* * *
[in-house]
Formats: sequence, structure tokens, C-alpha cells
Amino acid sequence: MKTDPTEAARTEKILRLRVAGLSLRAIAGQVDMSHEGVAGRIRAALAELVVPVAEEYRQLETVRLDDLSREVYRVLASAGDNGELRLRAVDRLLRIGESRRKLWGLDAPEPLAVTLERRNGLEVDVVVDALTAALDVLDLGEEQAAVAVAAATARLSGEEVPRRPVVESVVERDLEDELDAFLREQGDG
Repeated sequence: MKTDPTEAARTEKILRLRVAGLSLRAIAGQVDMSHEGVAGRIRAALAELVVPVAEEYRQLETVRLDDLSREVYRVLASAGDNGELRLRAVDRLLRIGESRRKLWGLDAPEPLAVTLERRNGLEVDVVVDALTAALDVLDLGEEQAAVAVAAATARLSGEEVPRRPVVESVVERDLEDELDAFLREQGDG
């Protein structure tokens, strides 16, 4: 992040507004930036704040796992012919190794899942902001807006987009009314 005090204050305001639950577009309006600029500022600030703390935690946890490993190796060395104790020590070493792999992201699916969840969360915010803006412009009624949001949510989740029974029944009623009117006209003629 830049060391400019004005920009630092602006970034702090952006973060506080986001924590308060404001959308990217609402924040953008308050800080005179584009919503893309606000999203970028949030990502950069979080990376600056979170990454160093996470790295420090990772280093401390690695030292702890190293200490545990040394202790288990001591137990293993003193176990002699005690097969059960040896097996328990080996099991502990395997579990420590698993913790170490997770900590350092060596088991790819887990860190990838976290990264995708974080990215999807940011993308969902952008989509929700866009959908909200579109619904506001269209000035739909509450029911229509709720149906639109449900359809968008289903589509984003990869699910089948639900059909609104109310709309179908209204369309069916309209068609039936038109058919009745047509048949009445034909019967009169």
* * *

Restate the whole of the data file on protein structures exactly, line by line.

[in-house]
Formats: sequence, structure tokens, C-alpha cells
Amino acid sequence: MKTDPTEAARTEKILRLRVAGLSLRAIAGQVDMSHEGVAGRIRAALAELVVPVAEEYRQLETVRLDDLSREVYRVLASAGDNGELRLRAVDRLLRIGESRRKLWGLDAPEPLAVTLERRNGLEVDVVVDALTAALDVLDLGEEQAAVAVAAATARLSGEEVPRRPVVESVVERDLEDELDAFLREQGDG
Repeated sequence: MKTDPTEAARTEKILRLRVAGLSLRAIAGQVDMSHEGVAGRIRAALAELVVPVAEEYRQLETVRLDDLSREVYRVLASAGDNGELRLRAVDRLLRIGESRRKLWGLDAPEPLAVTLERRNGLEVDVVVDALTAALDVLDLGEEQAAVAVAAATARLSGEEVPRRPVVESVVERDLEDELDAFLREQGDG
């Protein structure tokens, strides 16, 4: 992040507004930036704040796992012919190794899942902001807006987009009314 005090204050305001639950577009309006600029500022600030703390935690946890490993190796060395104790020590070493792999992201699916969840969360915010803006412009009624949001949510989740029974029944009623009117006209003629 830049060391400019004005920009630092602006970034702090952006973060506080986001924590308060404001959308990217609402924040953008308050800080005179584009919503893309606000999203970028949030990502950069979080990376600056979170990454160093996470790295420090990772280093401390690695030292702890190293200490545990040394202790288990001591137990293993003193176990002699005690097969059960040896097996328990080996099991502990395997579990420590698993913790170490997770900590350092060596088991790819887990860190990838976290990264995708974080990215999807940011993308969902952008989509929700866009959908909200579109619904506001269209000035739909509450029911229509709720149906639109449900359809968008289903589509984003990869699910089948639900059909609104109310709309179908209204369309069916309209068609039936038109058919009745047509048949009445034909019967009169």